Today, Fenway Park hasn’t changed a great deal, although it now has lights, electronic scoreboards, and bullpens beyond the outfield fence.  The Green Monster now has seats atop it, and is no longer adorned with any racist ads.

Cy Young at Huntington Avenue Grounds, Boston

Cy Young, warming up at Boston’s Huntington Avenue Grounds in 1908. Image courtesy of the Library of Congress, Bain Collection.

Sports

The scene in 2014:

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Finding the precise location of this photo is tricky, since nothing in the 1908 photo still exists.  The top photo was taken of Cy Young, the winningest pitcher in baseball history, during his last year with the Red Sox.  At the time, the Sox played a few blocks south of what would become Fenway Park, at the Huntington Avenue Grounds.

The site of the field is today part of the Northeastern University campus, and in this courtyard is a tribute to Cy Young and the old baseball field.  In the foreground is a granite home plate marker, and 60 feet away in the distance is a statue of Cy Young.  The Cy Young statue is on the approximate location of the pitcher’s mound (which can be seen behind and to the left of Cy Young in the 1908 photo), but home plate would have actually been further to the right of where the 2014 photo was taken (which is now a building).

Because of that, it is likely that the 2014 photo was taken from approximately the same location, looking in roughly the same direction, as the 1908 photo, although the lack of any landmarks makes it difficult to be exact.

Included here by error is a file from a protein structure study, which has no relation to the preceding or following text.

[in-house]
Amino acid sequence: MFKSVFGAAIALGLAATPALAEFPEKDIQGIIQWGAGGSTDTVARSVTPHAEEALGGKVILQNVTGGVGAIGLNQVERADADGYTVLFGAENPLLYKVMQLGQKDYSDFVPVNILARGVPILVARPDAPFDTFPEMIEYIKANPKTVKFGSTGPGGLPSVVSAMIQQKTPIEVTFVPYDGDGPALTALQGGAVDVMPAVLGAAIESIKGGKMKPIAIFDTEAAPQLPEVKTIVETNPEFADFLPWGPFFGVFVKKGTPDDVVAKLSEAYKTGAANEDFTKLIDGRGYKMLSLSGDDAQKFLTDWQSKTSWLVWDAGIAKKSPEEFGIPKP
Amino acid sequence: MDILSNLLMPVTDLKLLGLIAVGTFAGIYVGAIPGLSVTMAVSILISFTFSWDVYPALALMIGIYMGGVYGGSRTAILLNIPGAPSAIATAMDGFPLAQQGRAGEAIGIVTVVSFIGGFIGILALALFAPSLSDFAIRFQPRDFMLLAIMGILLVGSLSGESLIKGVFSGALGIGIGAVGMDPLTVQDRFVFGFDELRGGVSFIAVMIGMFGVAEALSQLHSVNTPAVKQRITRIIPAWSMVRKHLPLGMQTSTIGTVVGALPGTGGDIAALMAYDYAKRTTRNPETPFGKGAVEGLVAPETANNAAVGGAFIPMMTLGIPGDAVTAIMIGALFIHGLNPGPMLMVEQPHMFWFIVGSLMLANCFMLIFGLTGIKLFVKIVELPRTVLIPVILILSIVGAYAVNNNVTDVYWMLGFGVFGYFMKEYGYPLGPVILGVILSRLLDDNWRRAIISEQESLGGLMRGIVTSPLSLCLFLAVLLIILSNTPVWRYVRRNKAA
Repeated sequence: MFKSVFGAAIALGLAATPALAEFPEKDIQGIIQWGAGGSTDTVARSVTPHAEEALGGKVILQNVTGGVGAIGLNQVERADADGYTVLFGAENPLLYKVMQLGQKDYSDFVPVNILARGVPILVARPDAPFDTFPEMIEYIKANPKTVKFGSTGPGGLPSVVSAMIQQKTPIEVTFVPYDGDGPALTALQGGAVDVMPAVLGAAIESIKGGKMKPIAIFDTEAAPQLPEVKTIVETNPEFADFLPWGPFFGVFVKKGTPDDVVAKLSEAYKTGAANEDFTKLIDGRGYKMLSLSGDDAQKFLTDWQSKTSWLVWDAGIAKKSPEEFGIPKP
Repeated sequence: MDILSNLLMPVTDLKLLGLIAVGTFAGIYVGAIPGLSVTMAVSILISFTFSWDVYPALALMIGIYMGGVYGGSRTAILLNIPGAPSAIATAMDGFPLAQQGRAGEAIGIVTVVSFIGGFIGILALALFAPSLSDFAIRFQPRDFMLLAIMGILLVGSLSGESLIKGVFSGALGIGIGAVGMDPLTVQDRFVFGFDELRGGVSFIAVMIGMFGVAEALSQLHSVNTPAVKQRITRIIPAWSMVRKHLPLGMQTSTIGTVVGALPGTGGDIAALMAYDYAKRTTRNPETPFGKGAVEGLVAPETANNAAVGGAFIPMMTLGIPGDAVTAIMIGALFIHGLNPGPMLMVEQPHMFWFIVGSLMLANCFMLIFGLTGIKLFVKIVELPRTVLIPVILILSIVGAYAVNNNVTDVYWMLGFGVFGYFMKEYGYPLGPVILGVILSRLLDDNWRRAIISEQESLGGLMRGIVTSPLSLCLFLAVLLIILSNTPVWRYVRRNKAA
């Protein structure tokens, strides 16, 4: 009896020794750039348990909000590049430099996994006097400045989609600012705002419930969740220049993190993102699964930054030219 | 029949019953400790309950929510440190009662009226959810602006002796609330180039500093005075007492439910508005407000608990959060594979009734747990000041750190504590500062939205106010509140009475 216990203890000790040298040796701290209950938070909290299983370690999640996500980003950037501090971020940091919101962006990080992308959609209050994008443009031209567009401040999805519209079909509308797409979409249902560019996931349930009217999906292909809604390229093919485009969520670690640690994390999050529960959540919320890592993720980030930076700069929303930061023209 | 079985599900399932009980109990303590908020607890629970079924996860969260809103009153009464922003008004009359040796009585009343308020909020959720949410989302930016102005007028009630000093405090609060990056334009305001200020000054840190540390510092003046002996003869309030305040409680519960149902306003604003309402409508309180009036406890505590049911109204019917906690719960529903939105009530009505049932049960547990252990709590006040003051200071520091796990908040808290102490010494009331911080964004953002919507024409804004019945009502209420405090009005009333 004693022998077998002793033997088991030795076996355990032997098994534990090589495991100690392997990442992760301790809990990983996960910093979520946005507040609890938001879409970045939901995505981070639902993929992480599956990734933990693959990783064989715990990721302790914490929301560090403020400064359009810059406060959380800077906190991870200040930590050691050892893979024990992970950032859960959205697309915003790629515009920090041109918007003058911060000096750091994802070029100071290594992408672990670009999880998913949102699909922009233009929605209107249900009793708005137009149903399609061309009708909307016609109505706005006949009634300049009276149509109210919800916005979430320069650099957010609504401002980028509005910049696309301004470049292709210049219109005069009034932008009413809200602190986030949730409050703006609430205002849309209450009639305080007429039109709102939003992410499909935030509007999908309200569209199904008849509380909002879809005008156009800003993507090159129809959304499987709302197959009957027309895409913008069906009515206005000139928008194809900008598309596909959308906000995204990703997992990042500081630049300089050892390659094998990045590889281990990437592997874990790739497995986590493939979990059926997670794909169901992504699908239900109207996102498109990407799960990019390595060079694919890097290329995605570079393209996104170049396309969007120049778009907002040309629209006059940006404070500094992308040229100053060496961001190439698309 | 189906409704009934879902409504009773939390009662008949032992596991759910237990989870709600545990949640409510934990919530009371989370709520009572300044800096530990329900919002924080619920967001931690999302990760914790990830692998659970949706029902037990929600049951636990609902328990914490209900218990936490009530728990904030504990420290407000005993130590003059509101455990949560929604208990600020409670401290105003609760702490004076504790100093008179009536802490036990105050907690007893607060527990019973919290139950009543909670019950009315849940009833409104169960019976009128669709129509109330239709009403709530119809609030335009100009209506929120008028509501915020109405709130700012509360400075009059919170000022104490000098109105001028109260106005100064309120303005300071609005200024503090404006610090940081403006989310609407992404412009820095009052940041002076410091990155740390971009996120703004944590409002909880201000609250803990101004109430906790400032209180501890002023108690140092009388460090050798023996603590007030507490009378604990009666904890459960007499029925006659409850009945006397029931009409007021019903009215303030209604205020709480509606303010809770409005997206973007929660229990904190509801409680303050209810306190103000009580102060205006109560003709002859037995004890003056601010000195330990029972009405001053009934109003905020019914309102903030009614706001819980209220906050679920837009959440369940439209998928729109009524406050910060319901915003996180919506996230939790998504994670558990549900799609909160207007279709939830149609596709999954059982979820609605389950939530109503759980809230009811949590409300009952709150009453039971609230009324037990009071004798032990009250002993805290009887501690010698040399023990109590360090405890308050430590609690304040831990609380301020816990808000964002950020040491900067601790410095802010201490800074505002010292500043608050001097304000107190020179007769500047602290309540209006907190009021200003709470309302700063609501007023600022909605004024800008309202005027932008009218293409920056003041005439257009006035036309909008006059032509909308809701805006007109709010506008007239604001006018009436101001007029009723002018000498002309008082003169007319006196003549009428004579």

Football at Fenway (2)

A football game at Fenway Park, sometime between 1947 and 1956. Photo courtesy of Boston Public Library.

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The same view in 2006:

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As mentioned in my previous post, football was a common occurrence at Fenway Park. However, this photo was taken a couple decades after the other one – a couple telltale signs are the right field bullpens and the light tower, which was not added to Fenway until 1947.  I don’t know the exact date of the first photo, or whether this was a college or professional game, but it could be a Boston Yanks game.  The Yanks were a short-lived NFL team that played at Fenway Park from 1944 to 1948, which would put it within the time frame of the first photo, and the scoreboard above the bleachers has “Boston” and “Visitor” as the two teams, which suggests this was a professional team that regularly played home games here.